BD: If you could give advice to aspiring young dancers, what would it be?
M: Remember to always remain a student and know that there is someone out there who is always working harder than you. Stay humble and remember your roots. Know your foundation and history. Remember that it’s meant to be fun.
K: Take every class, every style. Just take it so you can have the basics in every style and then from there you can specialize. Class is a safe place for making mistakes and remember why you started dancing. Dance full out.
BD: What would you like to accomplish in the future?
M & K: We had always said that we’d want to live out our dancing dreams first before teaching and choreographing. As of right now, we would love to go on a world tour with an artist, or work in movies and TV shows; to really get those incredible experiences. In the future, we would love to travel around the world to teach and share what we bring to the table with everyone else. And then eventually bridge into choreography and creative direction.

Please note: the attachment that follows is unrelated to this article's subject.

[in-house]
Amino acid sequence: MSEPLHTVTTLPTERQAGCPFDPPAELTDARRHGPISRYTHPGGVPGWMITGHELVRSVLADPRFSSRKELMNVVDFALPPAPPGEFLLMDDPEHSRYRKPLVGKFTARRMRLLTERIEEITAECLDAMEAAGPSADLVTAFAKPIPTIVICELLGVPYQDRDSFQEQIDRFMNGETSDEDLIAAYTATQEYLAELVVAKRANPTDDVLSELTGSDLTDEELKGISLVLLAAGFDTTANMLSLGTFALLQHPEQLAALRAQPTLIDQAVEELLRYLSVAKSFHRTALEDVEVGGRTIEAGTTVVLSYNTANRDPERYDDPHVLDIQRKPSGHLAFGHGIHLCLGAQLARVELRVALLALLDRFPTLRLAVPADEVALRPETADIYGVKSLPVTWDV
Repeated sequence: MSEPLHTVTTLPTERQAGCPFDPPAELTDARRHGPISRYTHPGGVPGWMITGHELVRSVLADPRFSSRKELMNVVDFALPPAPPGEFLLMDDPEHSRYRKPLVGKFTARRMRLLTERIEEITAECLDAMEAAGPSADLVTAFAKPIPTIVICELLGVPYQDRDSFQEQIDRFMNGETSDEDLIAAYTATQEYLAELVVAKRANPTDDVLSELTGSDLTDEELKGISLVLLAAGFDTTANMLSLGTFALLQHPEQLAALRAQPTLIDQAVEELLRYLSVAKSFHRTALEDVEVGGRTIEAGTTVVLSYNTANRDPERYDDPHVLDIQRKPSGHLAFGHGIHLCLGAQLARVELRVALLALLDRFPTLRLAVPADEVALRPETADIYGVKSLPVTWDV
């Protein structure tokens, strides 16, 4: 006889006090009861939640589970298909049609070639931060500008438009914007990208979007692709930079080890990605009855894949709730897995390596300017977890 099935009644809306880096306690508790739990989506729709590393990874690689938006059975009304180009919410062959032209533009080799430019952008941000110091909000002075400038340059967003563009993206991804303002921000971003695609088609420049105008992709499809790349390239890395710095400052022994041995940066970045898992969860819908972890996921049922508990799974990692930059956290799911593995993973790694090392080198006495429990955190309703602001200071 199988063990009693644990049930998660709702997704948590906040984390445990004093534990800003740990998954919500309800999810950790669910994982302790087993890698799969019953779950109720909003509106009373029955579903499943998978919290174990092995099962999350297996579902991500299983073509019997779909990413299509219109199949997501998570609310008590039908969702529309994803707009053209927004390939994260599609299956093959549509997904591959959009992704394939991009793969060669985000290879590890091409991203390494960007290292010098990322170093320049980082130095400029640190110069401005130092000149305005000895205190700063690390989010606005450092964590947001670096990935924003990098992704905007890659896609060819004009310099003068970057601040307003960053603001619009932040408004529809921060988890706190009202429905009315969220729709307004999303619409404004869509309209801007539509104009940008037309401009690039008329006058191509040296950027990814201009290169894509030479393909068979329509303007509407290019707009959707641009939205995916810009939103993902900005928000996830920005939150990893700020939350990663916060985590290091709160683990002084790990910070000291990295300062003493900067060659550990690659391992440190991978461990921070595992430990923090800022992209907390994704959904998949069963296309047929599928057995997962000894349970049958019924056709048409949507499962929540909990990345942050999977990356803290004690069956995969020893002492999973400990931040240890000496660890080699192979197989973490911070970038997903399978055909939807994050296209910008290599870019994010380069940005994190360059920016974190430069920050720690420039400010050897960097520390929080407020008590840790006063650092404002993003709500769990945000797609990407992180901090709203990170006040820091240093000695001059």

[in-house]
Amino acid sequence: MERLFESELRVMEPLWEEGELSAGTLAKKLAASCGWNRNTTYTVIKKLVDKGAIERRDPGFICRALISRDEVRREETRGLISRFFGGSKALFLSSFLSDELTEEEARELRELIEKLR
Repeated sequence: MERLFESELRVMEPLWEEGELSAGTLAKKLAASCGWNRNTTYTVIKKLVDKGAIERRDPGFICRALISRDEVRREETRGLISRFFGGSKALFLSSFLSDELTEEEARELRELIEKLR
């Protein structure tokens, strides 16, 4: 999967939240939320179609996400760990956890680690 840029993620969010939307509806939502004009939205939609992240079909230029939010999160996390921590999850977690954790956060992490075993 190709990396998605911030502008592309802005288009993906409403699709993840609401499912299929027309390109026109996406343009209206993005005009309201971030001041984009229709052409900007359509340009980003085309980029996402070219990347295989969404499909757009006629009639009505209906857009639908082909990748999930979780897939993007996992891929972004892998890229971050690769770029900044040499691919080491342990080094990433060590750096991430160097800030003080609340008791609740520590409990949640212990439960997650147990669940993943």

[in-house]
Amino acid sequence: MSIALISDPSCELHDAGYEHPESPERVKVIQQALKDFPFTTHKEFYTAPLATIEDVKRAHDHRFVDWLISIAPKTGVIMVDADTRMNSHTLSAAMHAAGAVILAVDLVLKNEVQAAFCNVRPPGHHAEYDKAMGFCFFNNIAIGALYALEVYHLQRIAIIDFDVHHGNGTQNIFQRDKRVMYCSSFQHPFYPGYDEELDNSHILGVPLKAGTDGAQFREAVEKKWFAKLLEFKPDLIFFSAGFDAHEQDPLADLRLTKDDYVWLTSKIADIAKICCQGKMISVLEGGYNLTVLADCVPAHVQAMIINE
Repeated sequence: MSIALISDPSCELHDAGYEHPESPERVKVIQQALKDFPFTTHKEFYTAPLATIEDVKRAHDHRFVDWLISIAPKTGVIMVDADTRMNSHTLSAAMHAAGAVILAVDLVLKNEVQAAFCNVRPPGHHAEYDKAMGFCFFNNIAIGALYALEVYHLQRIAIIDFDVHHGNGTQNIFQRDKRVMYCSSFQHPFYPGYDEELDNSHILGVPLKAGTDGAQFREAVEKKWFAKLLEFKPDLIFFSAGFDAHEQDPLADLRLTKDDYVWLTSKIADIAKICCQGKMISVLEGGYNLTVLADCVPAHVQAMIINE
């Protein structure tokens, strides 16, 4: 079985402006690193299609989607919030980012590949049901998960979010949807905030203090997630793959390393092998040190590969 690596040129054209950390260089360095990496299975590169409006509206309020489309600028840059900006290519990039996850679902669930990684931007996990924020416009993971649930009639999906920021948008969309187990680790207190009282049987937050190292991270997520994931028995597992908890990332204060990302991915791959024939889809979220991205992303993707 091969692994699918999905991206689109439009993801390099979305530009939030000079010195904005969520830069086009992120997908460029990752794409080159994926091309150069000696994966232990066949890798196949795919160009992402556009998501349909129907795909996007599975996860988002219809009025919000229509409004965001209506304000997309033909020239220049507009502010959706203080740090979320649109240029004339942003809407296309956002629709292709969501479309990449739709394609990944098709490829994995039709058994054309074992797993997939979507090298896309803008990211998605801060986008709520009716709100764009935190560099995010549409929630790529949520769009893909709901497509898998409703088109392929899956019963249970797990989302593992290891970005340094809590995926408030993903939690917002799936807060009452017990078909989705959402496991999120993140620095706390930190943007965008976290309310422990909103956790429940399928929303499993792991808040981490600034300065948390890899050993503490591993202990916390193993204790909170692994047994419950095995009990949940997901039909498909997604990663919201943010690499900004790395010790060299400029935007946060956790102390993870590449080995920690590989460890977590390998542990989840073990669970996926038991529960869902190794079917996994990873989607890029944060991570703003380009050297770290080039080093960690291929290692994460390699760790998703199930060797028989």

BD: What are you currently working on?
M & K: We are continuing our performance training with George Jones Jr.’s The Vibe Xclusive program. We also teach at Millennium Dance Complex in Toronto and the Underground Dance Centre in Toronto as well as workshops across Canada. We’re also going to be auditioning and travelling for dance this summer for some shows and performances.
Photo shoot by DCarlton Photography
Breakaway Magazine is an international, independently published magazine and online platform for the mind, body and soul. Through diverse voices we feature inspirational people and their stories. Breakaway Magazine features global creative talents through the editorial content we publish; allowing this talent to be fostered, recognized and emerge. "The company reaches millions, connecting with an audience interested in more than just the trend, but the deeper meaning." - JB Livingston, Founder/Editor-In-Chief. Read more on our about page.